| WORKSHOP – DOCUMENTARIES GO DIGITAL|
WORKSHOP – DOCUMENTARIES GO DIGITAL
The new opportunities for making, distributing, promoting and developing documentaries offered by modern digital and internet technology were analyzed for the public by, Kees Ryninks, C. Cay Wesnigk and Ben Ross. They are company representatives who put into practice alternative digital documentary pathways. The workshop took place on Thursday, March 22 in the context of the 9th Thessaloniki Documentary Festival - Images of the 21st Century. The Documentaries Go Digital workshop organized by the European Documentary Network (EDN) in collaboration with the Festival developed into a rich and revealing seminar on how one can expose his film to a particular audience through the internet, increasing revenues and protecting copyrights.
Speaking about the possibilities offered by modern digital technology, the Dutch Kees Ryninks – head of the Dutch company CinemaNet Europe, which undertakes transforming independent film theatres to digital theatres – noted that the documentary is the ideal genre for the digital marketplace, as digital platforms make it possible to lower film distribution costs so that it can reach a broader audience in more than one country. So then new avenues are opened for the documentary, which can develop and prosper on this new basis. As he underlined, the digital format makes the approach of small groups of viewers with special interests financially doable, since the national and European distribution of a digital film can be done at the price of five analogue film prints. At the same time, print availability is limitless, as today one can produce 6,000 titles per day.
The result of a Europe wide survey conducted by CinemaNet on the digital marketplace confirmed that the future of documentaries is in the digital theatres and the Internet. The documentary audience is female (53%) and male (47%), aged 40 and over, belonging to a higher social bracket. They are couples without (37%) or with (21%) children, and single people (25%) who watch television less than 2 hours per day, while the decision to go see a documentary at a theatre is made by women in 80% of the cases. The reason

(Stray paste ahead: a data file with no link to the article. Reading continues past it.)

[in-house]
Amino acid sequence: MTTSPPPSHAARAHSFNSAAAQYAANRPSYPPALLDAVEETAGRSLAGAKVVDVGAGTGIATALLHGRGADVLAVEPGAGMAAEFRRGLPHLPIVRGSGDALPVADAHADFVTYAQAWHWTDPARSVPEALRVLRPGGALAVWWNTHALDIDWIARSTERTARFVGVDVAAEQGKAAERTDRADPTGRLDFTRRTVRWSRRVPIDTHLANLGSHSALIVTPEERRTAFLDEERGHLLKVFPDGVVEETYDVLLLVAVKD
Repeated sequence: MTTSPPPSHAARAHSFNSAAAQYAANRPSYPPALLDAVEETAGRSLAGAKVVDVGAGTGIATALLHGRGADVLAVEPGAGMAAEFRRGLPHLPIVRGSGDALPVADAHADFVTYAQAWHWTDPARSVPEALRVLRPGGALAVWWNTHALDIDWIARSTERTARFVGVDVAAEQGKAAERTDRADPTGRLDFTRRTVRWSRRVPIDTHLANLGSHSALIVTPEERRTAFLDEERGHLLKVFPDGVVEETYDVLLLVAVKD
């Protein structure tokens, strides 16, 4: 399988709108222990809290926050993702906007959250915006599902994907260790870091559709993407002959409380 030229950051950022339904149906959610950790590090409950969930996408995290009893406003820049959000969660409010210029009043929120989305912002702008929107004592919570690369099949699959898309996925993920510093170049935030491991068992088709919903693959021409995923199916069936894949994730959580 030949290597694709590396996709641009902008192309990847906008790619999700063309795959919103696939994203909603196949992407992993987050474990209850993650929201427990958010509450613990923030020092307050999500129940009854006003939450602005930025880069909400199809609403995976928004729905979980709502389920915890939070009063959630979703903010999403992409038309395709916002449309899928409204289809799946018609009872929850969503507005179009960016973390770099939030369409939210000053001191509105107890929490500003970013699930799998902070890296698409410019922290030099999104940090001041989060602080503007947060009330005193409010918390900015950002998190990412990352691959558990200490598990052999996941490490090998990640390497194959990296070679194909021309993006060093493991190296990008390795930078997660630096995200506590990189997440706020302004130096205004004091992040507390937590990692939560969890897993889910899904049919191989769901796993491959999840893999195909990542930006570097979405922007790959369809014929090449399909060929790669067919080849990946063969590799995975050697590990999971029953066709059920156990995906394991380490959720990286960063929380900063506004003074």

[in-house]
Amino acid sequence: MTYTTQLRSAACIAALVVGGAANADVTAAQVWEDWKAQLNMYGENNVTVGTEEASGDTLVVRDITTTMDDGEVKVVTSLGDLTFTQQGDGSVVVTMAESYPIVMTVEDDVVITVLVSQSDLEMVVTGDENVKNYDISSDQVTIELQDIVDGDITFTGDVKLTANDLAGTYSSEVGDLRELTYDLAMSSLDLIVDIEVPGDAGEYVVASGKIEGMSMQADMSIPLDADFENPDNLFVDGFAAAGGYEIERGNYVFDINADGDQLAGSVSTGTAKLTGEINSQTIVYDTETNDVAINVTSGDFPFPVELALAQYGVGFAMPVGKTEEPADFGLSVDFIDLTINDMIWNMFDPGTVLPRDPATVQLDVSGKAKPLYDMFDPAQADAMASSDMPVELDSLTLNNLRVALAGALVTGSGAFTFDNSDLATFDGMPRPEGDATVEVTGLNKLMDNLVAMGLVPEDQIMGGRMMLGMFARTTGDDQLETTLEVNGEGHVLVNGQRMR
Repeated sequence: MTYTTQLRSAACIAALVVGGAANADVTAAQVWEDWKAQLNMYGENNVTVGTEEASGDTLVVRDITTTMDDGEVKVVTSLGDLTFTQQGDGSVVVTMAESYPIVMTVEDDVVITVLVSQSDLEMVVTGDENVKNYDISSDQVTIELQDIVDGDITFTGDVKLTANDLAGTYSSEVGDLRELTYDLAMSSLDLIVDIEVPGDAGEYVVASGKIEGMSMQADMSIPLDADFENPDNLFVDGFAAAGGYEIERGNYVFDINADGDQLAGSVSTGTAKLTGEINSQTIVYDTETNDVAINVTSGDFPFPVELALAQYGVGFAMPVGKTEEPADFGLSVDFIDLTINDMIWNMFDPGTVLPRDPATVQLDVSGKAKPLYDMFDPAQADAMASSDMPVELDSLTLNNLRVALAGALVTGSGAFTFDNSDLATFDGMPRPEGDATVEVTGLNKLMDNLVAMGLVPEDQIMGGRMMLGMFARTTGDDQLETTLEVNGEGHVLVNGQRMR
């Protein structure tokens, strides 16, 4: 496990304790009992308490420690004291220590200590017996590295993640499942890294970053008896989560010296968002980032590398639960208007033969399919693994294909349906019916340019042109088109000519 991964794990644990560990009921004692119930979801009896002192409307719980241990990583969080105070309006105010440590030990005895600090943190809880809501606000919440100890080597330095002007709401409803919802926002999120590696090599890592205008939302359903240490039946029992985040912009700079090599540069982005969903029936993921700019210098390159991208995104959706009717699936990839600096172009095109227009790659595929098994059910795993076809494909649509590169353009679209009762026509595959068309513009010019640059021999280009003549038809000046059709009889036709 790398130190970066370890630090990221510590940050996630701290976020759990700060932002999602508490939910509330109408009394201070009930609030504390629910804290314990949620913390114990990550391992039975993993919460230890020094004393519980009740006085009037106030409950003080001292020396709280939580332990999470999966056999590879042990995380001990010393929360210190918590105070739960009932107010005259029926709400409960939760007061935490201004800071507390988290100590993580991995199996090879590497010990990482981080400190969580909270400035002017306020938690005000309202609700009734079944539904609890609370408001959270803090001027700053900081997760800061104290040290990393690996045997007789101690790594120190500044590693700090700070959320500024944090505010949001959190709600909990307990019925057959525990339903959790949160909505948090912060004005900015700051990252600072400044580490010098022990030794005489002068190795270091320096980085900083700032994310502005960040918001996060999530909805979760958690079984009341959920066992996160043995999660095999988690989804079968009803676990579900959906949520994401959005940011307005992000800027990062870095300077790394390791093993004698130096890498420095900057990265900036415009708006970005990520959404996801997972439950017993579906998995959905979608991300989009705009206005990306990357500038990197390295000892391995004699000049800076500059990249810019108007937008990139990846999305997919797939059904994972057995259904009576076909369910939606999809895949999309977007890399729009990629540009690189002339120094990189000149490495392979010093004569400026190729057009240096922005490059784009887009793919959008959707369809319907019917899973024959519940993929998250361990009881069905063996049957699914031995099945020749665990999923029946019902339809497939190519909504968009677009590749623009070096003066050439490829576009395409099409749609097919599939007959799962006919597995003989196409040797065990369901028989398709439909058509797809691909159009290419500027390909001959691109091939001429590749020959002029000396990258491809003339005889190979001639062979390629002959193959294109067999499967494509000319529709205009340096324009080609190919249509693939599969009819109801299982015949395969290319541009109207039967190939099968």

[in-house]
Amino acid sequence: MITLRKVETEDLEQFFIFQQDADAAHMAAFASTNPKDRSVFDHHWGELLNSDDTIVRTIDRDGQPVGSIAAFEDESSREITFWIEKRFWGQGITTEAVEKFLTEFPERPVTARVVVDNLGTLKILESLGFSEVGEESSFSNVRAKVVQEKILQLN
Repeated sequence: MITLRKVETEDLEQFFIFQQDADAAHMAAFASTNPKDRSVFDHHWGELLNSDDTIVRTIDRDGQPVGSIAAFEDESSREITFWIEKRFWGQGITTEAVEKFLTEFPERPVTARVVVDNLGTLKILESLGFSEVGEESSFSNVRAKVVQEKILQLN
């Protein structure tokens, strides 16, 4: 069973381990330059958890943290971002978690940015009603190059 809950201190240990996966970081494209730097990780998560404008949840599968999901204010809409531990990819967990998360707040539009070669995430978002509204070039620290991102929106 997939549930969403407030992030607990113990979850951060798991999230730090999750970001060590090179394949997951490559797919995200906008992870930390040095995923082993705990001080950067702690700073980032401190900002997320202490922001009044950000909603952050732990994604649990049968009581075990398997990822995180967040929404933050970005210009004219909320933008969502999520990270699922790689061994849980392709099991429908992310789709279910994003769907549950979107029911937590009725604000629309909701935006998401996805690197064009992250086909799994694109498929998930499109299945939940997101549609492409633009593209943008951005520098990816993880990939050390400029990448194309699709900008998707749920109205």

this audience chooses to see documentaries in the theatres (and not on television) is mainly because of the insecurity created by the tragedy of September 11 in New York, a fact that makes them seek the company of other socially aware, thinking people, and the better mental concentration offered by the movie theatre as well as the experience of a large screen. What attracts the audience to a documentary film is not the director (only 7% of the respondents declared that they choose a film because of the director), but the subject. The subjects that interest the audience most up to 2001, were people from other countries and cultures, while after 2001 their number one preference was for politics, news and wars.
Summing up, the head of CinemaNet Europe presented facts as to the success of the company. From 2004 to date CinemaNet has created a network of 150 theatres in 5 European countries screening 12 European documentaries per year, while every month they have one pan-European premiere. To date the company has 150 films projecting digitally in Holland, 30 pan-European premieres and over 35,000 digital screenings in total. In 2006 it broadened documentary distribution through the European broadband network, offering even more alternative content and interactive “chats” between the audience and the directors. At the same time it has touched on a new audience, Opera lovers, by screening taped performances in 15 theaters.
Cay Wesnigk referred to the possibilities offered by broadband networks and to digital copyrights and directors’ profits in his speech. He is head of the German company ONLINEFILM.org, a company that offers online documentaries either for rent (streaming), or for purchase (downloading). “What we have created here is what is called video on demand”, he said and stressed the opportunities that are now opening for the distribution and sales of films directly to the public, without the intervention of distributors and film theaters, to the financial benefit of the filmmakers themselves. The hurdle of the free, uncontrolled and unrestrained data exchange that is happening on the net today (downloading) can be overcome with the fair management of digital copyrights, so that more money can reach the directors, less to the middlemen, and the cost to the consumer can vary between 2-6 euros, while he can enjoy excellent picture quality, be part of a community and avoid the dangers of the internet.
Ben Ross – representative of the British company joiningthedots.tv – spoke about new ways of seeing and financing documentaries. The company is a broadband channel that screens documentaries and is designed by genre professionals. He explained that the traditional media don’t have room for documentaries, leaving the genre’s audience unsatisfied, at a time when new technologies can cover this void and without competition, since, as he said: “when one film does well, then all films will do well”. At the same time the Internet channel joiningthedots.tv gives the audience the chance to choose
among alternative versions of the same film, while the film catalogue is structured with the mindset of a Festival, in theme sections, which lead by association from one film to the next, without however guiding the viewer. The films promoted by the company come from all over the world, while the channel (through the computer) is interactive, providing links, for a and real time discussions. Finally, it is worth noting that joiningthedots.tv has created a special fund, with which the service members can commission the creation of a documentary to filmmakers – in other words, a fund for the financing of documentary films.